More Personality Than Most People
The Hyundai Veloster is one of those cars that prove to be interesting in its own right. It’s a sporty hatchback with one door on the driver’s side, and two doors on the passenger side. It’s a successful nameplate for Hyundai that it’s enough for the brand to merit a second generation model. The first one felt like it didn’t know its own personality. It had a quirky design and a similarly punchy turbocharged 1.6-liter petrol motor, but it rode poorly and wasn’t particularly going to make the Volkswagen Golf GTI lose any sleep. You’d be surprised then that this time around, it’s actually a very fun hot hatch to drive.
But first, let’s start on the outside. Whereas the first generation model featured rounded shapes and edges, this new one takes on a more angular approach. It looks pretty good, especially in this red paint. The five twin-spoke black alloy wheels, hexagonal “Cascading Grille” with a mesh design, and a somewhat almost wedge-shaped silhouette give it a very distinctive look. It’s a refreshing design in an era where most cars are often criticized to look alike nowadays. Then, of course, there’s its signature asymmetrical design, with one door on the driver’s side, and two doors on the passenger side. At the back, the low slung design gives it a very distinctive rear fascia. The tail lights have a very aggressive pattern, similar in design to what one would find in Lamborghinis. Overall, the Hyundai Veloster hits all the right notes when it comes to featuring a distinctive and aggressive design.
The Veloster’s sporty design reflects on how sporty this car now drives. Packing a 1.6-liter turbocharged and direct injected motor, it produces 201 hp @ 6,000 rpm and 265 Nm of torque from 1,500-4,500 rpm, which are Volkswagen Golf GTI rivaling numbers. This is all mated to a revised 7-speed dual clutch transmission with rev matching downshifts. Sure, it’s down by a couple of horsepowers, but the Veloster’s noticeably lighter than the Golf. Combined with the new independent multi-link rear suspension, the Veloster fixes its biggest flaw: its firm ride and so-so handling.
The Veloster Turbo’s new independent multi-link rear suspension makes it corner with better composure and more grip. Torque vectoring enhances the way it rotates, though the system works transparently. Steering is great with a nice weight and extremely precise reflexes. It could still use more feedback, but overall, it’s so precise, it feels like slicing and dicing through the pavement. A good set of Michelin Pilot Sport 4 tires also help things further. However, because of the steering’s on center responsiveness, driving through long straight highways requires more minute corrections than other cars, but for its nature as a hot hatch, it’s not really a big deal.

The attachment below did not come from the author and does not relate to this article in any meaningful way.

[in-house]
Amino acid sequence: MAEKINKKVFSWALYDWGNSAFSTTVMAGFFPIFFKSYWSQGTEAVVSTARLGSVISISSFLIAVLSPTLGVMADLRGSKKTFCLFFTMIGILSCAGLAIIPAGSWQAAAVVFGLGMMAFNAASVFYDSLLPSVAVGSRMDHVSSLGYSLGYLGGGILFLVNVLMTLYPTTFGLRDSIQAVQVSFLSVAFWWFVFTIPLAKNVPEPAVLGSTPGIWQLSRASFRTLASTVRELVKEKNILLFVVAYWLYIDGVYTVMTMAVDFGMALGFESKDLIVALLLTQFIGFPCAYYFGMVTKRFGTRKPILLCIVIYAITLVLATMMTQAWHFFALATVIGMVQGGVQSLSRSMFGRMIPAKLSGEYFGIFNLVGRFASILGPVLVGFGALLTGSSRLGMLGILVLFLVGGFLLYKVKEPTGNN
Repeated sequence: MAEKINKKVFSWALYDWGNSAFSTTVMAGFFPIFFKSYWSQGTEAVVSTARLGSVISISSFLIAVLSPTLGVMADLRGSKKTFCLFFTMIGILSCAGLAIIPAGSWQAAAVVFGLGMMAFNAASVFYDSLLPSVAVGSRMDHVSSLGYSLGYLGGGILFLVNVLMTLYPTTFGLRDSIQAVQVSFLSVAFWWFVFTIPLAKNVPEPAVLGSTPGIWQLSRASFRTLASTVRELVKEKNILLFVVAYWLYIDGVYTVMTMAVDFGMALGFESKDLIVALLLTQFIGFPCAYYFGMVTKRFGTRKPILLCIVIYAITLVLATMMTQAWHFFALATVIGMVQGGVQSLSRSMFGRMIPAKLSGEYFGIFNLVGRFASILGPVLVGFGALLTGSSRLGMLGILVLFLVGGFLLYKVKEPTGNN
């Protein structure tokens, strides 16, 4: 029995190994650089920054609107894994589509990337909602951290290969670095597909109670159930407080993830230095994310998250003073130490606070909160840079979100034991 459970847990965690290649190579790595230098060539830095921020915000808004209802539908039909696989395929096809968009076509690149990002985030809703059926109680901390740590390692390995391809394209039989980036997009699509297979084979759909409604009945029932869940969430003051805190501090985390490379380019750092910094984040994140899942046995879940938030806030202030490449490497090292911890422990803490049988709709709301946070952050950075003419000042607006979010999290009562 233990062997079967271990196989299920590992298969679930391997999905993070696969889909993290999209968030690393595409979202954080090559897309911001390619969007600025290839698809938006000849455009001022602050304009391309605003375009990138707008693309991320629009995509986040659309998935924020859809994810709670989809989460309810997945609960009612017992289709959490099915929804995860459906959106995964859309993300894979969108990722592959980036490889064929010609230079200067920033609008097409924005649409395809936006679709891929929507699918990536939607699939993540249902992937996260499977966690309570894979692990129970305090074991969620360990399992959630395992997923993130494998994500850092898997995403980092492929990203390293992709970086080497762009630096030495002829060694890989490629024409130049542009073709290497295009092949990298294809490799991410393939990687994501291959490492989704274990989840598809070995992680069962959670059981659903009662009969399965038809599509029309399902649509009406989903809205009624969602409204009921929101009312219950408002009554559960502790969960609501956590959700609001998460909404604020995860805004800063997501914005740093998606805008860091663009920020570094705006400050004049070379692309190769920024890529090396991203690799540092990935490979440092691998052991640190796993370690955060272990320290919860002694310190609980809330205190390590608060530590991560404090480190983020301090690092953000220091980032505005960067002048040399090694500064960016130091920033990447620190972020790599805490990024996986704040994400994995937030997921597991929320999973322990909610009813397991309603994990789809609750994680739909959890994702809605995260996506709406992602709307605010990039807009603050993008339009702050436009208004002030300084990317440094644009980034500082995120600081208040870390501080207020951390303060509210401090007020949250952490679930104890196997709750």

There are also numerous modes to choose from. Sport really makes the car a hoot to drive, while Normal provides a nice balance for everyday use. The 7-speed dual clutch transmission even rev matches when you downshift. Sweet!
For an engine with this level of performance, its fuel economy is excellent. I averaged 9.7 km/l in my entire drive, and out on the highway, the Veloster could easily achieve a little below 20 km/l. It’s actually very easy to achieve double-digit fuel economy figures with this car.
Refinement-wise, I think Hyundai could still improve upon it. Road and wind noise is still quite present when cruising down the highway at high speeds. While the engine and exhaust note does sound nice, even creating a burble whenever you upshift, the constant droning when cruising down the highway may also prove to be too tiresome for some people. Due to the independent multi-link rear suspension, the ride has also improved. It’s still kinda stiff, but it’s not too uncomfortable anymore.
Other negatives? Well, because of its swoopy design, there’s really not a lot of space. Taller drivers will even find the cockpit to be too snug. While legroom at the back is alright for my size, my hair is already touching the sloping roofline. The back seats are also a strict two-seater affair, plus rear visibility can be an issue, though a back-up camera is standard. At least the trunk space has a decent size for its class.
Speaking of the interior, if soft-touch materials are your thing, you won’t be happy with the abundance of hard plastics. It all looks nice though, so as long as you treat it like a museum, look but don’t touch, it’s actually a very nice place to spend time in. While it doesn’t offer great tactility, the Veloster is visually pleasing to the eye. There are numerous red details, and as a way to emphasize its asymmetrical design, the entire cockpit also features a similar theme. A canopy separates the driver’s section from the passenger, a sign on who this Veloster is truly intended for.
The 8-inch touch screen infotainment is nice, too. It’s extremely responsive and logically laid out. There’s a nice set of buttons that make the Veloster dead simple to operate. Apple CarPlay and Android Auto come as standard, as well as a Qi wireless charging pad.
Pricing for the Veloster starts at a little over P1.8 million, and this includes features such as LED head and tail lights, rain sensing wipers, 8-inch touch screen infotainment system, a nifty heads-up display, a plethora of airbags, as well as cruise control. For more driving thrills, you may want to check out the high-performance Veloster N, which we leaked before, and is available via indent order for a price of P2,098,000.
With this new Veloster, Hyundai has made its hot hatch a much better car on all respects. It’s stylish, economical, and extremely fun to drive. It may still have its quirks, but it’s the reason why this car has more personality than most people in the first place.
Pricing and Rating
Exterior Design: ★★★★★
Interior Design: ★★★★☆
Space and Practicality: ★★★☆☆
Fuel Efficiency: ★★★★★
Value For Money: ★★★★☆
Overall: 4.3 out of 5